- Quinnipiac volleyball falls to Rider in annual Dig Pink game
- Quinnipiac volleyball rolls past Saint Peter’s in three sets
- Quinnipiac women’s soccer finishes even with Marist on Senior Day
- Quinnipiac men’s ice hockey upsets No. 18 Boston College, 1-0
- No. 25 Old Dominion tops Quinnipiac field hockey, 3-0, on Senior Day
- Quinnipiac men’s soccer comes back to beat Rider, 2-1
- Quinnipiac men’s ice hockey wins home opener against UConn
- Parents Speak Up
- A college actor’s ‘dream’
- GSA seeks allies
Cost-cutting cars: Fuel-efficient and affordable vehicles better for students
With recent gas prices soaring to over $3.00 per gallon, filling up is costing drivers a pretty penny. Even worse, many cars that claim fuel efficiency are simply not up to par.
A 2005 study by Consumer Reports magazine, found that the EPA ratings that appear on new car stickers are the result of 1970’s testing that does not reflect the way people drive today.
Even certain hybrids made to be fuel efficient fall below the suggested miles per gallon rate. One such hybrid is the Honda Civic sedan, claiming 48 mpg, but found by Consumer Reports to reach a much lower 26 mpg.
Fortunately, there are some cars that will save drivers money as gasoline prices continue to rise.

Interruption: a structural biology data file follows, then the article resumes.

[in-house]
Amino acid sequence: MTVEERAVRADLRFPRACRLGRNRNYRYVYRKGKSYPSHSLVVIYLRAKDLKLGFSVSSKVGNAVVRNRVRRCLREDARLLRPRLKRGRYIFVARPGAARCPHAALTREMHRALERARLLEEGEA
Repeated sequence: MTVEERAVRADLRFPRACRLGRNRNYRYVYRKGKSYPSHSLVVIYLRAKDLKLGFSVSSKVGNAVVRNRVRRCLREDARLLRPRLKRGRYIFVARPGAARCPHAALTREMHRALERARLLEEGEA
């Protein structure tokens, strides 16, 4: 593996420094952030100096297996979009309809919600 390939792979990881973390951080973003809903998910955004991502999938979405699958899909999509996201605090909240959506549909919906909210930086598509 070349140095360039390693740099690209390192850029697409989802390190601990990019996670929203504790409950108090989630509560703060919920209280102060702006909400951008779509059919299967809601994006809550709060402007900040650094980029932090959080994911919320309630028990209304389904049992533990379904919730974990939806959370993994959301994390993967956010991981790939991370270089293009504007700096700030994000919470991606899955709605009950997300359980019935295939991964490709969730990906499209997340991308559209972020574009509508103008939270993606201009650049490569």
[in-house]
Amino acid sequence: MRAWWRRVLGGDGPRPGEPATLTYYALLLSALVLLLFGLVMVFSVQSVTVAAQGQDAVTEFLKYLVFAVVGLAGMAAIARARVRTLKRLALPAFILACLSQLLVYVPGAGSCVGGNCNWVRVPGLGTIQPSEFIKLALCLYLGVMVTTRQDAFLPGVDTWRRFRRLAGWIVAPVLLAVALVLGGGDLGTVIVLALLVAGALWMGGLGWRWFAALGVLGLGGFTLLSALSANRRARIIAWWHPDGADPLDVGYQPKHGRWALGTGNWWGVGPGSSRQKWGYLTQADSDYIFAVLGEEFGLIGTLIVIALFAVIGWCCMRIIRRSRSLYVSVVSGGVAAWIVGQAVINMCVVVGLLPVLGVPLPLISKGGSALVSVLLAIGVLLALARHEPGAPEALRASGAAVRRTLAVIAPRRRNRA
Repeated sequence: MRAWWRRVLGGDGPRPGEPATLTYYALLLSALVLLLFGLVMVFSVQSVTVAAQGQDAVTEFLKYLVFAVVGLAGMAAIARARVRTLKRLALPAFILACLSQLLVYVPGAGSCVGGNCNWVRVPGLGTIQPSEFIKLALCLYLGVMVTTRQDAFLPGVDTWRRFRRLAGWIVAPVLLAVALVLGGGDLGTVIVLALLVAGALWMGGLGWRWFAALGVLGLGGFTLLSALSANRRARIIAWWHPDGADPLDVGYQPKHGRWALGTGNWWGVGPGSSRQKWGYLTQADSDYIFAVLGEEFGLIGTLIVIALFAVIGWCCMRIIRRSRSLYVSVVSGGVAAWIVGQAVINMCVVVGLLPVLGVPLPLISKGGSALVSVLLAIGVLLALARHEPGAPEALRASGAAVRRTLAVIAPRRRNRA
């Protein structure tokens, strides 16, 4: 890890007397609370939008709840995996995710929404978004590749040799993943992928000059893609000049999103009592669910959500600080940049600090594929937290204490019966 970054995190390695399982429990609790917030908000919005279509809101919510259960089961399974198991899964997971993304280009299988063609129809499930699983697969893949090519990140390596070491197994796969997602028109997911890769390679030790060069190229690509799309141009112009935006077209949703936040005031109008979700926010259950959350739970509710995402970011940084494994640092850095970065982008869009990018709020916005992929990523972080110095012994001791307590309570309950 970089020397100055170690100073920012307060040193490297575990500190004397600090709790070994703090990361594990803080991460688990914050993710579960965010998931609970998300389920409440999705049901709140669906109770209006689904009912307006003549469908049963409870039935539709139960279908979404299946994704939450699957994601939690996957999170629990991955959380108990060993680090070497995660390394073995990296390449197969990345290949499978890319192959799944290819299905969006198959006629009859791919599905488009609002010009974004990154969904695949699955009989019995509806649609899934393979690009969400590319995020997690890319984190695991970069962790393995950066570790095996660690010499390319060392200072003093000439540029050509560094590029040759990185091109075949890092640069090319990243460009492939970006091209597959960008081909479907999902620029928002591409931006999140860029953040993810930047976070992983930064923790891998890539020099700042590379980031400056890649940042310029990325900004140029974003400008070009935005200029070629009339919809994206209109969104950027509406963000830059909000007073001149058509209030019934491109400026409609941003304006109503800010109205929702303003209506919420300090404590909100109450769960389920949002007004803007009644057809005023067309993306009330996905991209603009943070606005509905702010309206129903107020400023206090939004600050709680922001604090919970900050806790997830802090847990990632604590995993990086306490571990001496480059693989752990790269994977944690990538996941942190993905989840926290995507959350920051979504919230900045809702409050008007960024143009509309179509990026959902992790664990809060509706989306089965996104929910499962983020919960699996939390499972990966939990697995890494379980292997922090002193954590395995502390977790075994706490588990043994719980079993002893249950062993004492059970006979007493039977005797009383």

The Honda Insight is a compact hybrid that actually achieves 51 mpg overall, with a base price around $20,000. Currently it is only available as a 2-seater, so it’s definitely not made for family driving.
However, another hybrid more suitable for group traveling is the Toyota Prius, with five seats and an overall mpg rate of 44. Although it will not be released until December, the estimated cost is around $22,000. The new Prius also includes an innovative electrohydraulic “by-wire” anti-lock brake system.
The overall mpg rates of SUVs pale in comparison to those of small cars and sedans, however there are some worth noting.
In the category of Small SUV is the Ford Escape Hybrid, which claims an overall mpg rate of 26. The Escape Hybrid has a seating capacity of five, and plenty of cargo space in back. It costs around $27,515, a good $8,000 more than its non-hybrid counterpart, but is still a good deal less than many less-efficient SUVs.
Larger SUVs such as the Toyota Highlander and Nissan Murano each achieve 19 mpg, significantly less than the 51 mpg rate of the smaller Honda Insight sedan.
There are many fuel-efficient cars available, depending on size and function desired, but there are also many vehicles that falsely claim high mpg rates. It is possible to save money on gas, while not spending too much money on the car itself, it just requires some research.